How Important is Ball Security in Youth Football?

Written by Dave on February 8th, 2011

How Important Are Turnovers in Youth Football?

In the 2011 Super Bowl, the Pittsburgh Steelers probably lost the game due to turnovers. In the history of the Super Bowl the team that has won the turnover battle has won 33 and lost 3 of those games. Important in the NFL? Yes

 But how important are turnovers in the youth game? The answer is just, if not more. The reason turnovers may be even more important is the fact that there far fewer possessions in a youth football game. Most youth football games have just 10 minute quarters, while College and NFL games have 15 minute quarters. In youth football there are many more running plays compared to the prevalence of passing you see in the NFL and College games which also brings  the number of possessions down. Most youth team huddle and do not run plays at the same pace as most NFL and College teams, which means even fewer plays. Starting to understand why you have to make every possession count in youth football?

More on protecting the ball and ball hawking in future posts. We place a premium on protecting the football in my program. In 2005 we had just 2 turnovers in a 11 game season, in 2006 just 4 in 11 games. In 2007 just 4 in 11 games. This past season we had an inordinately high number of 6 in 12 games, but we did throw a little bit more, getting 18 touchdown passes to go along with the 3 interceptions. Ball security is key and has played a major role in the success of most championship level youth football teams.

Copyright 2011 Cisar Management, all rights reserved. This article may be republished but only if this paragraph and link are included.

8 Responses to “How Important is Ball Security in Youth Football?”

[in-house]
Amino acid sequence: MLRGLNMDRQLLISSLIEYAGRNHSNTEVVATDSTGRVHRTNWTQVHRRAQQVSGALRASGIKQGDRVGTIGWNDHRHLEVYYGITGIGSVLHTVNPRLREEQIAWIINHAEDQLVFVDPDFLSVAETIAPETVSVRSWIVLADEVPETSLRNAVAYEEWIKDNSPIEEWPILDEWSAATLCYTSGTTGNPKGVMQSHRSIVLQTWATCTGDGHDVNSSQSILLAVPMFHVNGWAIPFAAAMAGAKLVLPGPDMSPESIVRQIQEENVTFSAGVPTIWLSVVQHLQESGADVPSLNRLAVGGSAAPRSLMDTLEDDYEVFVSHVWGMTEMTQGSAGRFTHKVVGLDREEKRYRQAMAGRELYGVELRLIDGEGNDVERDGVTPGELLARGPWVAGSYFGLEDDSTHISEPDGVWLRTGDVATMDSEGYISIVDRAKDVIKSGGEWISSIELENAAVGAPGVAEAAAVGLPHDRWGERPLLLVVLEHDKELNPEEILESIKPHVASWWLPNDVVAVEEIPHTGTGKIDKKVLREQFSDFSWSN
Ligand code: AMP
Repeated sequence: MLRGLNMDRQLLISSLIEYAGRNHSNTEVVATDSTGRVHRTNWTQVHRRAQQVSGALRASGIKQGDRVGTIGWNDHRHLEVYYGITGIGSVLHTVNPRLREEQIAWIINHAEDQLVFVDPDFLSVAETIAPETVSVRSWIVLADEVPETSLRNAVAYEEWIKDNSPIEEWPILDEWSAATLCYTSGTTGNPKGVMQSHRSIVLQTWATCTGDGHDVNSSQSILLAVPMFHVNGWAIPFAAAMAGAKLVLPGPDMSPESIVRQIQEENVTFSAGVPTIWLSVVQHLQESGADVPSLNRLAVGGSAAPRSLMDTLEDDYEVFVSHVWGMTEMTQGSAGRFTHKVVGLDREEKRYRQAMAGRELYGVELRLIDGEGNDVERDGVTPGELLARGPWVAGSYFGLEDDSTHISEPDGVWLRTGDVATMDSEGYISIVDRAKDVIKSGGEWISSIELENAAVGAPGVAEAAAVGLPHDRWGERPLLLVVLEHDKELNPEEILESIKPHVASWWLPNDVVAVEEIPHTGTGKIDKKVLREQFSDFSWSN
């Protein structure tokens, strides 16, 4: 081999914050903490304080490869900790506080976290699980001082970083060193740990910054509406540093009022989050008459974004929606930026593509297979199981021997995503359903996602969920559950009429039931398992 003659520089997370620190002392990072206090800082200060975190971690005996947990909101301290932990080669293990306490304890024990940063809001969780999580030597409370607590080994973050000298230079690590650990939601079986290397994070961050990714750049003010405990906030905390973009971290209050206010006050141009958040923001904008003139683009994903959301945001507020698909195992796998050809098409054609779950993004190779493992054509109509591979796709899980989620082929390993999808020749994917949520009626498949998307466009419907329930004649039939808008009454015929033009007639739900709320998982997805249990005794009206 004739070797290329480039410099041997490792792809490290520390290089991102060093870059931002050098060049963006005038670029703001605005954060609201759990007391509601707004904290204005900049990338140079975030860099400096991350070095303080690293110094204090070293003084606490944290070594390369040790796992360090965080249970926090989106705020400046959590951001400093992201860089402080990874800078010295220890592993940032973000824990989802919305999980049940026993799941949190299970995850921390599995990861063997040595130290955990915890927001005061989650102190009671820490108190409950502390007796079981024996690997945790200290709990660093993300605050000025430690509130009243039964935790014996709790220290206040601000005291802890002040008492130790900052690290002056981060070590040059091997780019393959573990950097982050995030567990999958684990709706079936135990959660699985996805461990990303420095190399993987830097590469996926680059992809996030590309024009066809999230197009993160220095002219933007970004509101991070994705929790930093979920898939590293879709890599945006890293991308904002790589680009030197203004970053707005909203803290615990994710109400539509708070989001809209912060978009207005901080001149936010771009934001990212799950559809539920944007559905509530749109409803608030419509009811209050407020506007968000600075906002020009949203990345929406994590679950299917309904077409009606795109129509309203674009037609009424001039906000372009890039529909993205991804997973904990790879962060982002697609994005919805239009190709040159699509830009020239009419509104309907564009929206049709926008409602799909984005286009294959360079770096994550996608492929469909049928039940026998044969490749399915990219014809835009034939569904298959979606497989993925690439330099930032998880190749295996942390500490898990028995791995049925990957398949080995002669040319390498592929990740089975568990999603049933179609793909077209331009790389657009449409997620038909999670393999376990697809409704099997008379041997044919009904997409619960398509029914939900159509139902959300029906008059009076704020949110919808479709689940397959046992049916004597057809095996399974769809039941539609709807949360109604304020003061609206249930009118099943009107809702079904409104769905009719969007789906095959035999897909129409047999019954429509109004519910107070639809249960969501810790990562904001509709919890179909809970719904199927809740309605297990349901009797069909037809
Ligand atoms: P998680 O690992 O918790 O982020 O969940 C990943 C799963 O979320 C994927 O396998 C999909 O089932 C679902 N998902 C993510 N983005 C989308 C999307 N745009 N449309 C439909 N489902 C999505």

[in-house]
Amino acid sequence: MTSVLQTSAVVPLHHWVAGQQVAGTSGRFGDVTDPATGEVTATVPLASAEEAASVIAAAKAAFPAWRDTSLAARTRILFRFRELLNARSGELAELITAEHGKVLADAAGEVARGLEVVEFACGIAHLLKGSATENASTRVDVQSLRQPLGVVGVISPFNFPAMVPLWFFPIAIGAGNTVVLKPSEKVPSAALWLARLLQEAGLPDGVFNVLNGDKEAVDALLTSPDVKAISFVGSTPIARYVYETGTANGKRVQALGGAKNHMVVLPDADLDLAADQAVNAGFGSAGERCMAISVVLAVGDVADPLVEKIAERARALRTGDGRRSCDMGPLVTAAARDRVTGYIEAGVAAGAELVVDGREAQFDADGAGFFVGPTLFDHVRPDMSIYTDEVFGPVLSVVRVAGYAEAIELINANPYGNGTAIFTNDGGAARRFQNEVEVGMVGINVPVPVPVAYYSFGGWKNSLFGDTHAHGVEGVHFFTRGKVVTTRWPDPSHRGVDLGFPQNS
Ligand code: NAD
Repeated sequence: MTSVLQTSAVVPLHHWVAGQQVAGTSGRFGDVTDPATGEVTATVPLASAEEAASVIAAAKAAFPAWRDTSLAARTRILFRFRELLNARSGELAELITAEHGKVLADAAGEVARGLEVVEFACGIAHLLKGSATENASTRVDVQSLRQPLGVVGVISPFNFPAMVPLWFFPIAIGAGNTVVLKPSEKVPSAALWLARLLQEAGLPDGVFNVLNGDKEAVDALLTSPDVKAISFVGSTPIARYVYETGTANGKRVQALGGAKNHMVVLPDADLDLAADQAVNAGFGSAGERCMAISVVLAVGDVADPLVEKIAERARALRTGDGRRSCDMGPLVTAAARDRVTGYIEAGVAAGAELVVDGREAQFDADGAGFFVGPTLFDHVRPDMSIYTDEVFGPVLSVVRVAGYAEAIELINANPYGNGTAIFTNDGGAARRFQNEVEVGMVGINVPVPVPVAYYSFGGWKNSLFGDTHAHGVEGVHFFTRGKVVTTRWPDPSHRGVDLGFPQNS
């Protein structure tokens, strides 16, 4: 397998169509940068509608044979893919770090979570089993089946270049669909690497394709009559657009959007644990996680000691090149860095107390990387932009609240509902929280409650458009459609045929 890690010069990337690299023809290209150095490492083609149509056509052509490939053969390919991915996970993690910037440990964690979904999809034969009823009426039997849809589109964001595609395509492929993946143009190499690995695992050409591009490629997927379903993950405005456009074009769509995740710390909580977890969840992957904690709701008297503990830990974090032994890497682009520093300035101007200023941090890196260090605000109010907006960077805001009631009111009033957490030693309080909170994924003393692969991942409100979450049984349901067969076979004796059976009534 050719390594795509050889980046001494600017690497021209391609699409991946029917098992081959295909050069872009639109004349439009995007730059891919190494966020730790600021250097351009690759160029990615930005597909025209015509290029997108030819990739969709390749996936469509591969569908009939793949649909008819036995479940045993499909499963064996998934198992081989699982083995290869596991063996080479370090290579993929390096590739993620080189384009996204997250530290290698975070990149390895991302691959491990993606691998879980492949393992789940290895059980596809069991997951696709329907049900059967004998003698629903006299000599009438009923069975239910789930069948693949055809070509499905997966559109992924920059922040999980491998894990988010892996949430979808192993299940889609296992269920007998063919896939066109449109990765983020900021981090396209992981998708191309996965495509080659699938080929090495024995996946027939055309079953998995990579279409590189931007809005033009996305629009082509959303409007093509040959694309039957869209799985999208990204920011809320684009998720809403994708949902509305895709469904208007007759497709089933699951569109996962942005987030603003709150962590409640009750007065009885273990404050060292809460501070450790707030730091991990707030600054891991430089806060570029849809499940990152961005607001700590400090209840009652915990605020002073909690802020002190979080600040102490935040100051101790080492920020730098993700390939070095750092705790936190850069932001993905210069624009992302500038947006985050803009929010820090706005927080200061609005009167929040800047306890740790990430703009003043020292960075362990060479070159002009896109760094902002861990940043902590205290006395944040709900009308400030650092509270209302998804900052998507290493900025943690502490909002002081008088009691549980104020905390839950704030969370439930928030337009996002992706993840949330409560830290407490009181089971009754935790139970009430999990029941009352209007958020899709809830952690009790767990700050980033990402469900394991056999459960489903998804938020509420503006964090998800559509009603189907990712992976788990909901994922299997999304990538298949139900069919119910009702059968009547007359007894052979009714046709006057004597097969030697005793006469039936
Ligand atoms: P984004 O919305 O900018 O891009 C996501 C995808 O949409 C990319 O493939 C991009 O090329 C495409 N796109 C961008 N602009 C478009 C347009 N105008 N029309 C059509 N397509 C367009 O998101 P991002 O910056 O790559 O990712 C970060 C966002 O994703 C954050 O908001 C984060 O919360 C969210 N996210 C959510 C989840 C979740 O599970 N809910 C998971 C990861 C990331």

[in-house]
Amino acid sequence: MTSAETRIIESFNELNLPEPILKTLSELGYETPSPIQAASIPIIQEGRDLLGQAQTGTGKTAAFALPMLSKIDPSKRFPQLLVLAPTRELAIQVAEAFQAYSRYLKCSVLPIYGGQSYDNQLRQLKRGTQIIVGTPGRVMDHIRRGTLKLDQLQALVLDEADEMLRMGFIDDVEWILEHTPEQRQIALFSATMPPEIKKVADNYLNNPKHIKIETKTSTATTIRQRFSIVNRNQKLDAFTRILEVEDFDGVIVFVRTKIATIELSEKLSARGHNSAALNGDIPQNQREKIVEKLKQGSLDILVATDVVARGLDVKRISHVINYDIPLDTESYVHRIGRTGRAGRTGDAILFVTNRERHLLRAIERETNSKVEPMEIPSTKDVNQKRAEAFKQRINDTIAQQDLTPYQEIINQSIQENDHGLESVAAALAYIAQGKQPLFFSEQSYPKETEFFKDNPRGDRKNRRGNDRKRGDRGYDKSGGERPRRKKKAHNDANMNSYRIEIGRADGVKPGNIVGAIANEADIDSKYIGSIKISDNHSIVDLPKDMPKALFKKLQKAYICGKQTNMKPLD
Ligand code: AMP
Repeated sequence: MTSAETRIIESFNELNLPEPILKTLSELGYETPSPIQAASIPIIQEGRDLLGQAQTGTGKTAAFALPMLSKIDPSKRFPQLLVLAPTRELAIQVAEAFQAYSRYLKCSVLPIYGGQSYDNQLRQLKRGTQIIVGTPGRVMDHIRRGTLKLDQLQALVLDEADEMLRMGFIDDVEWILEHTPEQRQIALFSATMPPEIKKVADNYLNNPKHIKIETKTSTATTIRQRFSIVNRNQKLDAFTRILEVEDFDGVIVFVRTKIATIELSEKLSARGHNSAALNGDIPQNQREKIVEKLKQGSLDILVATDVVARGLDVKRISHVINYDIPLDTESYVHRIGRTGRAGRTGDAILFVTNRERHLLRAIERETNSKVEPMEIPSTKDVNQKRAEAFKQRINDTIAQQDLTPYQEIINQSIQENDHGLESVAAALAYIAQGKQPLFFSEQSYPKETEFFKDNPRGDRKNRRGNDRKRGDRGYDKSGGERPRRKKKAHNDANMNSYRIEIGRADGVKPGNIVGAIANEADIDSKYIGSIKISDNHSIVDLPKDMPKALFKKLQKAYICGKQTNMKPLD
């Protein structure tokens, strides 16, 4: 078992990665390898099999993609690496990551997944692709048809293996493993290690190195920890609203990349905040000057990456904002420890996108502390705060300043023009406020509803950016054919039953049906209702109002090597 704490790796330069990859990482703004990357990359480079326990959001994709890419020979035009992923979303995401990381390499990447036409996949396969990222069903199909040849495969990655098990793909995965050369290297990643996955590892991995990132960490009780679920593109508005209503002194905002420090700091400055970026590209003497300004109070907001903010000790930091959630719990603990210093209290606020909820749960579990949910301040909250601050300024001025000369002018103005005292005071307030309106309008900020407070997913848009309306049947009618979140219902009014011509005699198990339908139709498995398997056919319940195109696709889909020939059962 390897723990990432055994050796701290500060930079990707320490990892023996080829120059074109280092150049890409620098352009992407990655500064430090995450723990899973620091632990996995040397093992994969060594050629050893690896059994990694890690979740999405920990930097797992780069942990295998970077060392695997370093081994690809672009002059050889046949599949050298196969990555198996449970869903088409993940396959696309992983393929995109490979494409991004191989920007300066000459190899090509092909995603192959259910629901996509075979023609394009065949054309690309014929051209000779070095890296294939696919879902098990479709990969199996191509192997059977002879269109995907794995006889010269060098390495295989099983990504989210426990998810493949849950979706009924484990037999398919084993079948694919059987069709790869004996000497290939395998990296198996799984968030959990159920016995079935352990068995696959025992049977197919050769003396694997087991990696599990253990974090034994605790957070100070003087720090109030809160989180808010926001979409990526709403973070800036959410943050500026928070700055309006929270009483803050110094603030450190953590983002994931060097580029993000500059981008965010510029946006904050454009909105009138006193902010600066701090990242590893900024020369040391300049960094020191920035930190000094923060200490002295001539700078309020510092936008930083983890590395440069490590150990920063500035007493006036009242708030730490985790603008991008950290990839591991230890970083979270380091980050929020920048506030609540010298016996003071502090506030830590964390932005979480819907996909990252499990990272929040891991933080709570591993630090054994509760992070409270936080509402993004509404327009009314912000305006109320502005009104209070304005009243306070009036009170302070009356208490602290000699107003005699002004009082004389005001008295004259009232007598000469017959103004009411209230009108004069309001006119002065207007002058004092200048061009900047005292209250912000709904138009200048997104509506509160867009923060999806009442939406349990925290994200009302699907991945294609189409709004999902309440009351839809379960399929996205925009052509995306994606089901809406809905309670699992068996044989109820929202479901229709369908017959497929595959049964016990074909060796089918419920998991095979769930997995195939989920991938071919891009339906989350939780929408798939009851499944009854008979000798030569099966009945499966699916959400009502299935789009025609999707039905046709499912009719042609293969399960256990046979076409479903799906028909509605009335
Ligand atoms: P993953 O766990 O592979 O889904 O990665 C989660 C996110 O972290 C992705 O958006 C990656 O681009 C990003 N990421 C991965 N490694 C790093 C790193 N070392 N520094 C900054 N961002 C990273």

• In football no matter what the level ball security is key. All the reasons why it is prevalent are listed in your blog and you hit the nail on the head.

    But as a youth coach it is difficult to instill the details essential to football (such as ball security.) Depending on the age group many youth football coaches are teaching their players how to play the game for the very first time, and in a very short time span so without a doubt some of the more detailed aspects of football may have to be looked over.

    But I’ve found when coaching youth in football you must use every chance to teach not just in practice but in games as well. While games are usually seen as the time to show-off your perfected craft, when coaching youth you must continue to coach and teach in games if you want the young guys to be able to fully grasp ALL the aspects of football.

  • davecisar says:


    Yes we are always teaching even at game time. What some youth coaches forget to do is to ALWAYS coach ball security during every drill, every rep, during idys, group and team. Add a ball to every drill, from angle form fit to an agility or conditioning type drill, you can always be working on ball security in youth football.

  • Jeff Gardner says:

    We had an issue with the exchange which early in the season cost us five snaps per game. When you only have about 20-25 offensive plays at the youth level that is ALOT of lost production. It showed in our scores. Once the problem was corrected we improved dramatically. We didn’t lose many balls on a bad exchange but the loss of down was just as critical.

  • Andy says:

    I’ve been extremely effective in teaching this with one simple question, “What do we want?” – The answer is, of course, “THE BALL!”

  • Brent Van Hook says:

    How do you teach kids protecting the ball?

  • davecisar says:


    It’s a progression like everythng we do staring with seating the ball. Ball has to have 5 points of contact, hend over tip of ball, ball against forearm, tip of the ball in cup of the elbow, ball against upper rib cage and other hand over top of the ball when coming into contact.

    We teach the seat, then do gauntlet drills to start. We enforce ball protection on every drill, anytime the ball is on the ground it is 100% live, no matter what. Coaches in every drill are slapping at the ball. Every drill with backs or receivers we add an extra step at the end, a player swatting at the ball. Of course one of the best ways to teach ball security is during your strip drills.

  • HEATH HILLS says:

    I guess a silly question as I am starting over with my 8 year old boy and coaching his team . At what age to you start teaching to strip the ball or ball hawk instead of the fundamentals of tackling ? If there is a good drill for stripping the ball at this age group some input would be greatly appreciated !@!

  • davecisar says:


    Good question
    We never quit teaching fundamental tackling all the way through the 8th grade.
    We teach the second man in- once progress has been halted- is the player stripping the ball

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